Most funding OK’d by City Council for migrant crisis to be spent on personnel

Cristina Pacione-Zayas, first deputy chief of staff for Mayor Brandon Johnson, told a City Council committee that the administration wants to build the infrastructure for a welcoming city for immigrants.

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Asylum seekers who are moving from the shelter at High Ridge YMCA on June 13, 2023, step out of buses outside Richard J. Daley College in the West Lawn neighborhood, where they will be staying temporarily.

Asylum seekers who are moving from the shelter at High Ridge YMCA on June 13, 2023, step out of buses outside Richard J. Daley College in the West Lawn neighborhood, where they will be staying temporarily.

Pat Nabong/Sun-Times file photo

Most of the $51 million approved by the City Council during a recent tense meeting will go toward paying a national staffing firm that is providing around-the-clock personnel at the makeshift shelters where recently arrived asylum seekers are seeking refuge, according to a city official.

Cristina Pacione-Zayas, first deputy chief of staff for Mayor Brandon Johnson, told the City Council’s Committee on Immigration and Refugee Rights during a Wednesday hearing that $47 million must be used to pay personnel, describing it as something they “inherited” that was not the best use of funds. Pacione-Zayas said the administration plans to seek request for proposals in July from Chicago-based organizations that could take over that work.

“I would like to see the dollars stay in Chicago because these are national firms, these are individuals that are coming from across the country for a period of time,” she said. “And once again, you know, there’s so many reasons why this is not justifiable.”

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The city also spent funds on leases for spaces, meals, facility maintenance, rental assistance and transportation, Pacione-Zayas said.

As of Wednesday, 4,988 immigrants were staying at 12 makeshift city-run shelters, and an additional 650 individuals remained at police stations waiting for a shelter bed, Pacione-Zayas said. About 14 buses coming from Texas had arrived within the past 10 days along with other individuals who found their way to Chicago to seek safety, she said.

In total, about 11,000 immigrants have come through Chicago as they seek asylum in the U.S. Some are finding housing elsewhere with 551 immigrants leaving the shelter system in the past two weeks, city officials said.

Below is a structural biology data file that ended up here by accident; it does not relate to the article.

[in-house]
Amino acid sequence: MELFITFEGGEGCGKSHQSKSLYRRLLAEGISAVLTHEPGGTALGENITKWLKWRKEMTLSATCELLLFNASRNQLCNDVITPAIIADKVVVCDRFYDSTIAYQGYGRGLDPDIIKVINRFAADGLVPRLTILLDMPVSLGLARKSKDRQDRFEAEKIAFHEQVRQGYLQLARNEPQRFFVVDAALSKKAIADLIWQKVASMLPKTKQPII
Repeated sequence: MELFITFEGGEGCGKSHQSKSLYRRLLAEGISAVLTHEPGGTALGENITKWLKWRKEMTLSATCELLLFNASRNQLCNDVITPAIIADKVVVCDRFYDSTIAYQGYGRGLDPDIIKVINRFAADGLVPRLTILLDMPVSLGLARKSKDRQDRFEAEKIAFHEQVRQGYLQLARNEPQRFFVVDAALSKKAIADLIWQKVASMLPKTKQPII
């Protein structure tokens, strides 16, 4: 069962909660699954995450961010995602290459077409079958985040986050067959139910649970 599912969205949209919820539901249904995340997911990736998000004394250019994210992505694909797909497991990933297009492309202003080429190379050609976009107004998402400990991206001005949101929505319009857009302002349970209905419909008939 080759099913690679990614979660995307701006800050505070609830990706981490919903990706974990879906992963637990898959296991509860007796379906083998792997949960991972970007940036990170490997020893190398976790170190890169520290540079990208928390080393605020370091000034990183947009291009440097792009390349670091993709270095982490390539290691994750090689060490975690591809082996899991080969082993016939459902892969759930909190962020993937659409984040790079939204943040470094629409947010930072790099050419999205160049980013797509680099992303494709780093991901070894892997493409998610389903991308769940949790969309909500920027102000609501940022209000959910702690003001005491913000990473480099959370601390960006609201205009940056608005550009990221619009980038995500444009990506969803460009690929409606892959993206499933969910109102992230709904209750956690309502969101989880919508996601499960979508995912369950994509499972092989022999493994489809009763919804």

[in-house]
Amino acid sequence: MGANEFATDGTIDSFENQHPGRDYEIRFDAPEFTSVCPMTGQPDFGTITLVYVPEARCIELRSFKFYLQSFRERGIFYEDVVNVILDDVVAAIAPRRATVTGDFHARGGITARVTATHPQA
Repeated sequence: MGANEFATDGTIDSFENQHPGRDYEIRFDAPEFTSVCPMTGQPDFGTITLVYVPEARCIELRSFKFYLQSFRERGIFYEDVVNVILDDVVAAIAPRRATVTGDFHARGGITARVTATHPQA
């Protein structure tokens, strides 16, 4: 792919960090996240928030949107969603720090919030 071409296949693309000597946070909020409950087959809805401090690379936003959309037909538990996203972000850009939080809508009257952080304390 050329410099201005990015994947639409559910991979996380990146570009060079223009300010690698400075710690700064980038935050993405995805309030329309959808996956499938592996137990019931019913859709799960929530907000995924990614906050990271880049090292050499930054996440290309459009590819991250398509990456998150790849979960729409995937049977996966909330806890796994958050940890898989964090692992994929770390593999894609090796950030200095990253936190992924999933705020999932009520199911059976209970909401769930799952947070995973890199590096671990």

These updates about how the city is dealing with a humanitarian crisis that has unfolded in recent months was part of the first hearing led by 40th Ward Ald. Andre Vasquez, who now chairs the City Council Committee on Immigrant and Refugee Rights. The committee approved a resolution calling for monthly hearings to address the influx of asylum seekers.

While past meetings about the city’s response to the newly arrived migrants had been tense, Wednesday’s meeting took on a different tone.

“These are meetings that we’ve been asking for since last year in October, and so I’m grateful that you all are having this conversation,” said Ald. Jeanette Taylor, whose 20th Ward houses a makeshift shelter that was met with controversy.

Pacione-Zayas said the Johnson administration is looking at ways to build the infrastructure for a welcoming city, which includes looking at large city-owned properties that could become a shelter for at least 200 people.

“It’s one thing to say that we are a welcoming city, it’s a whole other thing to make investments in the infrastructure so we actually operationalize it,” she said.

The administration is leveraging their relationships with the county and state governments to increase funding for rental assistance, legal services, medical care and services for minors. They are also reaching out to philanthropic organizations to fill in the gaps for funding, she said.

A group was also formed to see how the city could work with volunteers who have provided everything from meals to mental health support to the newly arrived immigrants, Pacione-Zayas said.

Elvia Malagón’s reporting on social justice and income inequality is made possible by a grant from The Chicago Community Trust.

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